Recently in the Astrochemistry Category

Many of us have probably already - literally - handled the chemical compound iso-propanol: it can used as an antiseptic, a solvent or a cleaning agent. But this substance is not only found on Earth: researchers led by Arnaud Belloche from the Max Planck Institute for Radio Astronomy in Bonn have now detected the molecule in interstellar space for the first time.

Planetary systems such as our own are formed after a long process where matter condenses from diffuse clouds to stars, planets, asteroids, comets and residual dust, undergoing dramatic changes in physical and chemical state in less than a few million years.

Phosphorus is a necessary element for life on Earth, but at present we have limited constraints on its chemistry in star- and planet-forming regions: to date, phosphorus carriers have only been detected towards a few low-mass protostars.

Water (H2O) ice is ubiquitous component of the universe, having been detected in a variety of interstellar and Solar System environments where radiation plays an important role in its physico-chemical transformations.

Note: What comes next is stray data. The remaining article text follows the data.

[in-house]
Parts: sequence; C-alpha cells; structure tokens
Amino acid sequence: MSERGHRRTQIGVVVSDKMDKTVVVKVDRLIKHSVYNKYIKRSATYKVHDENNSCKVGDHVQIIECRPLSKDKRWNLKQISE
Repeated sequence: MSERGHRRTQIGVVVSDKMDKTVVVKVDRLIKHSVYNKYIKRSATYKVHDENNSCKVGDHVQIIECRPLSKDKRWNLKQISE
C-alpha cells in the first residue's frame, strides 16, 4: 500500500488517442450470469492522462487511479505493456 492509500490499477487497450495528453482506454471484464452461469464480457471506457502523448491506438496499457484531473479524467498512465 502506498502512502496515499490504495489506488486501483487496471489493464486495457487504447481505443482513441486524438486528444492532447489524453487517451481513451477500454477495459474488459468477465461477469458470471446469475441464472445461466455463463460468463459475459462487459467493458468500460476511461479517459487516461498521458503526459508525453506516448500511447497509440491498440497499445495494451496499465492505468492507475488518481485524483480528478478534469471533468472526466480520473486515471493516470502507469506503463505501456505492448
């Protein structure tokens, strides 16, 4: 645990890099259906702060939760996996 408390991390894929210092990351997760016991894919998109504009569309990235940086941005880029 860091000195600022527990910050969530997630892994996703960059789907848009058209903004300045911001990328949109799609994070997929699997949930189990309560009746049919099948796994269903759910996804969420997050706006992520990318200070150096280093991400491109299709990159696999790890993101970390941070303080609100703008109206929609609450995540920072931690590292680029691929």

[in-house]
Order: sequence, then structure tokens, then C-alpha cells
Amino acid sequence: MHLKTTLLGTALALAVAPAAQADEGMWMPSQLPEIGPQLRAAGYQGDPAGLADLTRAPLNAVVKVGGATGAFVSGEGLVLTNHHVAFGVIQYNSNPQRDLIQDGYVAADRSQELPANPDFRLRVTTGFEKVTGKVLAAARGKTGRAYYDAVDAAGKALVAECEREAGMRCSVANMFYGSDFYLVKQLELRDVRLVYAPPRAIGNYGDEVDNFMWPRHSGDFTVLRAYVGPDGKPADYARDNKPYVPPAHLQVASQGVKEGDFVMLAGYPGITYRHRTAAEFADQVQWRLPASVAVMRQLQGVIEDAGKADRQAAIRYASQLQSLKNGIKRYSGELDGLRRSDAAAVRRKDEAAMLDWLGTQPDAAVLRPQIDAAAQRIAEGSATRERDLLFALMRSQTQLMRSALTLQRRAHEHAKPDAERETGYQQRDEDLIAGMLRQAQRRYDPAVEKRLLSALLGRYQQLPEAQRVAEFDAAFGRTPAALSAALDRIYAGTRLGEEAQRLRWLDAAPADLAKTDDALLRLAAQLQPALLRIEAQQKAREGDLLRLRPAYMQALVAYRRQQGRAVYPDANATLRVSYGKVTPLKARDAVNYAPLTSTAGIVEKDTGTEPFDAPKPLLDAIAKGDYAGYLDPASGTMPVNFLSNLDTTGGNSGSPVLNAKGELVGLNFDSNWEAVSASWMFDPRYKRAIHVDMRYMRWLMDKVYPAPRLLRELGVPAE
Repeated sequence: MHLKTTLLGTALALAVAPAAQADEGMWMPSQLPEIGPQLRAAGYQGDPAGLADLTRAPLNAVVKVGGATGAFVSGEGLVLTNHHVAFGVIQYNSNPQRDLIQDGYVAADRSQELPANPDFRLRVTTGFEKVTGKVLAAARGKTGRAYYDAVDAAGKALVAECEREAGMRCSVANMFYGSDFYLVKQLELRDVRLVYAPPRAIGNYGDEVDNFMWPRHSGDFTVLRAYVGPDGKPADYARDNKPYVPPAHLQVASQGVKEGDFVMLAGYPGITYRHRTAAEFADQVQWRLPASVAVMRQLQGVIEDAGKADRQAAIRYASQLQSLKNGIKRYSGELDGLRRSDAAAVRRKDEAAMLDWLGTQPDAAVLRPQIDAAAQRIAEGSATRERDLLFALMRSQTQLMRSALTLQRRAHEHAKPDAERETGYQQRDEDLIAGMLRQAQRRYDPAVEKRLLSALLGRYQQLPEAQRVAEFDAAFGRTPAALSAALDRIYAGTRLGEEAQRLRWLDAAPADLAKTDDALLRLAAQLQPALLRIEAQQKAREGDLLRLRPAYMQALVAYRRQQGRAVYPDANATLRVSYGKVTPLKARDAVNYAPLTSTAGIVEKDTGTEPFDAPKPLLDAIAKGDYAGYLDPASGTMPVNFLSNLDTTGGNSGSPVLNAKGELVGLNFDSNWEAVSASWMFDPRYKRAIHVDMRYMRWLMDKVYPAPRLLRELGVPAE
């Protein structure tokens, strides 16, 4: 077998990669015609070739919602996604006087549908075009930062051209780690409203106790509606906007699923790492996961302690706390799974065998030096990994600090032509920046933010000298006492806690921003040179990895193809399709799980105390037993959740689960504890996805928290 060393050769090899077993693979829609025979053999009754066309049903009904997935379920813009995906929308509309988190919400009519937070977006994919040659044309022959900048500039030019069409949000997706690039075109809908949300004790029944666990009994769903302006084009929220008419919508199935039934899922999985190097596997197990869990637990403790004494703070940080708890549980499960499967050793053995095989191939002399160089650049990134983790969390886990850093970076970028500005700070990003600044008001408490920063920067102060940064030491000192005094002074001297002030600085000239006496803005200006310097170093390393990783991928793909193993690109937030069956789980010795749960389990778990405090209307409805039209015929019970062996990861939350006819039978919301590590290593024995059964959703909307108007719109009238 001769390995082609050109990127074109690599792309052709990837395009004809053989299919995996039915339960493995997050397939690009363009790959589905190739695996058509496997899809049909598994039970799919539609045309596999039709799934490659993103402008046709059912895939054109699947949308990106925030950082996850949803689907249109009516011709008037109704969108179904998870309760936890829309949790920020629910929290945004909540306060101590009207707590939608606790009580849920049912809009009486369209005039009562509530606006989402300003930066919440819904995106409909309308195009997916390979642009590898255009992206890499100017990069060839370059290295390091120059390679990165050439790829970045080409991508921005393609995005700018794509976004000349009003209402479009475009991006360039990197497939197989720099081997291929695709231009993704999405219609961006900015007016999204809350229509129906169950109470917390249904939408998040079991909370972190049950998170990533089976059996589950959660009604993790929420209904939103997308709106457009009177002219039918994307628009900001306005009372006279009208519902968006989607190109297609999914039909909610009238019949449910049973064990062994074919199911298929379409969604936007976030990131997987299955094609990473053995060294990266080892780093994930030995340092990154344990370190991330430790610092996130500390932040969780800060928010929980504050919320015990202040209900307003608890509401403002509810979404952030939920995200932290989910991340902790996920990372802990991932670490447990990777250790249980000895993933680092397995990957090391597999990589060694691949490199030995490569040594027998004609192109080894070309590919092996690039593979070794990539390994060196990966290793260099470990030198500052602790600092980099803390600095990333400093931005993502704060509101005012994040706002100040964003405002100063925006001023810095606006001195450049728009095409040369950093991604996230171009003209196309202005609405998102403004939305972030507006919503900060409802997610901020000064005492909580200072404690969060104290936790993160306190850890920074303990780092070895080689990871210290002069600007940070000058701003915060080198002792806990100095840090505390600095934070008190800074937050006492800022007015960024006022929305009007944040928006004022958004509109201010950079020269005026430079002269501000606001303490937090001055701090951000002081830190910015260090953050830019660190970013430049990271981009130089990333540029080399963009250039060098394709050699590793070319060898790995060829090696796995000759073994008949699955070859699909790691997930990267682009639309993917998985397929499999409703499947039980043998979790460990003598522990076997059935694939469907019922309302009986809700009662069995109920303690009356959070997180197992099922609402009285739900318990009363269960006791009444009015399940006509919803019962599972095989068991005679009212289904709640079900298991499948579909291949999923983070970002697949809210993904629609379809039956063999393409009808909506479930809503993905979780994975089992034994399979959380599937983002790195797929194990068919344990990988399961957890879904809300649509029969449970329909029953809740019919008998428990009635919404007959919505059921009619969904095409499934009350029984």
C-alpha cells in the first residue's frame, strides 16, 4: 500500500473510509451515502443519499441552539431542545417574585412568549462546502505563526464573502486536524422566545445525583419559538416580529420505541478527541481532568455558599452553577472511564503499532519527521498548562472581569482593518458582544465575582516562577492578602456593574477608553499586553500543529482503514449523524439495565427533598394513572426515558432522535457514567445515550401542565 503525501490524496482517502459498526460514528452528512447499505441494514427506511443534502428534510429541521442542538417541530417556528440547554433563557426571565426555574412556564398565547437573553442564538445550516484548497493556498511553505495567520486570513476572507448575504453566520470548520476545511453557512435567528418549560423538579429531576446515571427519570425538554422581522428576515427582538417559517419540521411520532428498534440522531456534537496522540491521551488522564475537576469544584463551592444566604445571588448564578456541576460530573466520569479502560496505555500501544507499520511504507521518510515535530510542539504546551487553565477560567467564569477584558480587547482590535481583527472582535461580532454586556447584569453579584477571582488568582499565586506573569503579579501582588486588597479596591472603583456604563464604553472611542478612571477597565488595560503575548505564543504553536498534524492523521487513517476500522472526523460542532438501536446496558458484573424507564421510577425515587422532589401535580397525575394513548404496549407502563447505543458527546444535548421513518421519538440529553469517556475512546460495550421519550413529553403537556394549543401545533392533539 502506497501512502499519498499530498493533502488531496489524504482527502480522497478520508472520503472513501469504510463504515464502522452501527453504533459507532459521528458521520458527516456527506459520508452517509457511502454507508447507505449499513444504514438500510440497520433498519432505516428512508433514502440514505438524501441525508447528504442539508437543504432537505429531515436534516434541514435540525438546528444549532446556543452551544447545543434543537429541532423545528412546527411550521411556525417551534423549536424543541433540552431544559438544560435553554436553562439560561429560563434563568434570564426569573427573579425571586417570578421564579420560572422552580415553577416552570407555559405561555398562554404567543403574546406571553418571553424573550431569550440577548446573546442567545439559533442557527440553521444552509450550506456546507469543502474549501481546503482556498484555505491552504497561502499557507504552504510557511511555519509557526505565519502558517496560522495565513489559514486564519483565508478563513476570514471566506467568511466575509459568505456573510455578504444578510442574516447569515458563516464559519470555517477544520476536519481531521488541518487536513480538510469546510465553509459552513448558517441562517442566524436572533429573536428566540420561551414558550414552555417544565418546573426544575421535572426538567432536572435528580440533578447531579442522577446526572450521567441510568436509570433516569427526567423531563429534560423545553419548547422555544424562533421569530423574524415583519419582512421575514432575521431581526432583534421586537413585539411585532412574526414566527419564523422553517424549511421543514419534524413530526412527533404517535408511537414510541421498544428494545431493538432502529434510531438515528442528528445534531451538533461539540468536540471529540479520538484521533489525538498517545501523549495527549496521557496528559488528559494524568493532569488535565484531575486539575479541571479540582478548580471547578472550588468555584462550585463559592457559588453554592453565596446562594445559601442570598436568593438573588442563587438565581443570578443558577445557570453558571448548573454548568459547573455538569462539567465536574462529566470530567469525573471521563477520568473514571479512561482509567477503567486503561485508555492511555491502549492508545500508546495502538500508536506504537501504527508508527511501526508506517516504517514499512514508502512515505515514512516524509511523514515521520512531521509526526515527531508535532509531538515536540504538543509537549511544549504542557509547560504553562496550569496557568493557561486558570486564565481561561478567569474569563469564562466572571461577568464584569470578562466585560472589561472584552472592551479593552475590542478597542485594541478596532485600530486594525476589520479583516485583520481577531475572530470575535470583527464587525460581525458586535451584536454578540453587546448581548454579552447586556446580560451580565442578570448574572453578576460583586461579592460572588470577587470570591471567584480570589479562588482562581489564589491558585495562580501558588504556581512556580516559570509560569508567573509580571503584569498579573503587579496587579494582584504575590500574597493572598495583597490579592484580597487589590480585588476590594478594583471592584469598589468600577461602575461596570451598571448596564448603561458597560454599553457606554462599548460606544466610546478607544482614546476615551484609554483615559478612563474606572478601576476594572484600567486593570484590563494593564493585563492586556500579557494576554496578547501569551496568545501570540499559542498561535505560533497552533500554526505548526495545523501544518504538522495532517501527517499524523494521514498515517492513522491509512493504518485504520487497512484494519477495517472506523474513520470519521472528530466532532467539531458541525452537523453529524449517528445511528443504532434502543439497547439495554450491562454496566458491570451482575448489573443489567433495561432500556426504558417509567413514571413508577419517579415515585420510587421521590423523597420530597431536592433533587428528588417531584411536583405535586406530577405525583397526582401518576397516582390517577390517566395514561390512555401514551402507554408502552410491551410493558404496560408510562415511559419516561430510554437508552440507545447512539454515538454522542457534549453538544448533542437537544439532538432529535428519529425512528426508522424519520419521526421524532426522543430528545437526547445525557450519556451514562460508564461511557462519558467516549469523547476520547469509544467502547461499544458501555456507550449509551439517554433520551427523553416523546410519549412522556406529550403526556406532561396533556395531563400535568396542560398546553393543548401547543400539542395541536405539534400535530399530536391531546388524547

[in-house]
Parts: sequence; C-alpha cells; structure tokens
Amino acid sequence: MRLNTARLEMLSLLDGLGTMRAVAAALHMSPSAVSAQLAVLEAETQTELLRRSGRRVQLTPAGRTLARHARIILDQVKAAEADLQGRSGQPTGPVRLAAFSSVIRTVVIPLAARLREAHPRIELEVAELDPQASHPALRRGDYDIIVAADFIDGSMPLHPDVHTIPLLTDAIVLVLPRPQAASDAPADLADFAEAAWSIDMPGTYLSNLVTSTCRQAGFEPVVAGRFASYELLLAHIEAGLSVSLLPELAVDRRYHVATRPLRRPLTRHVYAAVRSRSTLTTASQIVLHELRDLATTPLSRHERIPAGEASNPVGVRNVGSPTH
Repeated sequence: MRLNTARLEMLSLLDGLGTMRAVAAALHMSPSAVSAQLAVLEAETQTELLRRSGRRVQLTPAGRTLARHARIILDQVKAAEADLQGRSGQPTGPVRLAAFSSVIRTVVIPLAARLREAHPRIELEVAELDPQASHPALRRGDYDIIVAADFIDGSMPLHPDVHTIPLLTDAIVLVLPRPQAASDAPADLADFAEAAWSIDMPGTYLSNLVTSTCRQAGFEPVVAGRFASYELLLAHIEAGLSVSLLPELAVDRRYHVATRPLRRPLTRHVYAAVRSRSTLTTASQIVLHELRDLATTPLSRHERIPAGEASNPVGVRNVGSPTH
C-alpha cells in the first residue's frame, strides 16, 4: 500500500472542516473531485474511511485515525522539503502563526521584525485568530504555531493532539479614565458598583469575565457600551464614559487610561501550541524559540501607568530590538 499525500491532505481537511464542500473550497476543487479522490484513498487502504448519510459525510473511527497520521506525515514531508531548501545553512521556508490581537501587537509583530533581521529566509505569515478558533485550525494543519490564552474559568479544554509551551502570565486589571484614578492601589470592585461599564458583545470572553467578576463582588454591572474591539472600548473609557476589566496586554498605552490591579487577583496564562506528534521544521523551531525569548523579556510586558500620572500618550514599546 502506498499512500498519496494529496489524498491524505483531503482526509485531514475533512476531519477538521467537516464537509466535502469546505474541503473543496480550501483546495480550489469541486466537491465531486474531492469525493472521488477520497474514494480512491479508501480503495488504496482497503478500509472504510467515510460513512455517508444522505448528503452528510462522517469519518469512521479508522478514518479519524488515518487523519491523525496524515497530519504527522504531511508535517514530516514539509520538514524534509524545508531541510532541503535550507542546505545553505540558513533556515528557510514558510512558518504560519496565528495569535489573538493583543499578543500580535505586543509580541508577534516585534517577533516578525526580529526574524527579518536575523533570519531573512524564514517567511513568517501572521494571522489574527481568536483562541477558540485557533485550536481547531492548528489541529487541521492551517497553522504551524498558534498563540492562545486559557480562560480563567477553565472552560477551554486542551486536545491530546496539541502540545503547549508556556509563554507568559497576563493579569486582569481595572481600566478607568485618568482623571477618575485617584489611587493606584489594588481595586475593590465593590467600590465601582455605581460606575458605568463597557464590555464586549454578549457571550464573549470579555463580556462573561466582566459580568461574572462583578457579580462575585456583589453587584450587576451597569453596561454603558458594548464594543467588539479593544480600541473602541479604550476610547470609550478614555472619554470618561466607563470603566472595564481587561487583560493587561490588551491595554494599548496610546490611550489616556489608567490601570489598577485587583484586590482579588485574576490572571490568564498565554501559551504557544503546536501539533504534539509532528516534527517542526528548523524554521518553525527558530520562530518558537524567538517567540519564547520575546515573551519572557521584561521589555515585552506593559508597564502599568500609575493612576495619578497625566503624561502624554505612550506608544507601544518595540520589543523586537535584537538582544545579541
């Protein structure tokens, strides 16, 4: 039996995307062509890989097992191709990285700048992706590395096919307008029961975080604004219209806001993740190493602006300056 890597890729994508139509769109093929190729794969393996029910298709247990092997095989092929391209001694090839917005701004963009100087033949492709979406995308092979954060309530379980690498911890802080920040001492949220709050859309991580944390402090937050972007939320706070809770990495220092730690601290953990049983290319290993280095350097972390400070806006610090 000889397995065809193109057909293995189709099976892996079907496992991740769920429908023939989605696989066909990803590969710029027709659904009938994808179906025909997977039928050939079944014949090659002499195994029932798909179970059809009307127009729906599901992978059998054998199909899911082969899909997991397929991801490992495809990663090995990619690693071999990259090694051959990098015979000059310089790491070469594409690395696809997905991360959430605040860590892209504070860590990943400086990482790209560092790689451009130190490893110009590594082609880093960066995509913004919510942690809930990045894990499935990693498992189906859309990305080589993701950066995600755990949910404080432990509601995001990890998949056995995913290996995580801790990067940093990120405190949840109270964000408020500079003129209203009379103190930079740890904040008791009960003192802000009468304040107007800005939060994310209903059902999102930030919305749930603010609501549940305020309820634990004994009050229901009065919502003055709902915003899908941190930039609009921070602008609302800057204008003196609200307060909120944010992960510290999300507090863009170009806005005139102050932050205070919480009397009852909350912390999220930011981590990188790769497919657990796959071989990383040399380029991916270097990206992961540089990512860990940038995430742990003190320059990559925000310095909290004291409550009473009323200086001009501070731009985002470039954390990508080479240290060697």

Using the high angular resolution provided by the ALMA interferometre we want to resolve the COM emission in the hot molecular core Sagittarius B2(N1) and thereby shed light on the desorption process of Complex Organic Molecules (COMs) in hot cores.

The astronomical detection of formamide (NH2CHO) toward various star-forming regions and in cometary material implies that the simplest amide might have an early origin in dark molecular clouds at low temperatures.

NASA's James Webb Space Telescope team continues to work its way through the 17 science instrument modes.

In the mid-1980s, the discovery of complex carbon molecules drifting through the interstellar medium garnered significant attention, with possibly the most famous examples being Buckminsterfullerene, or "buckyballs" - spheres consisting of 60 or 70 carbon atoms. However, scientists have struggled to understand how these molecules can form in space.

Asteroids and comets represent the material that was left over after the formation of the planets that orbit the Sun.

Recent interstellar detections include a significant number of molecules containing vinyl (C2H3) and ethyl (C2H5) groups in their structure.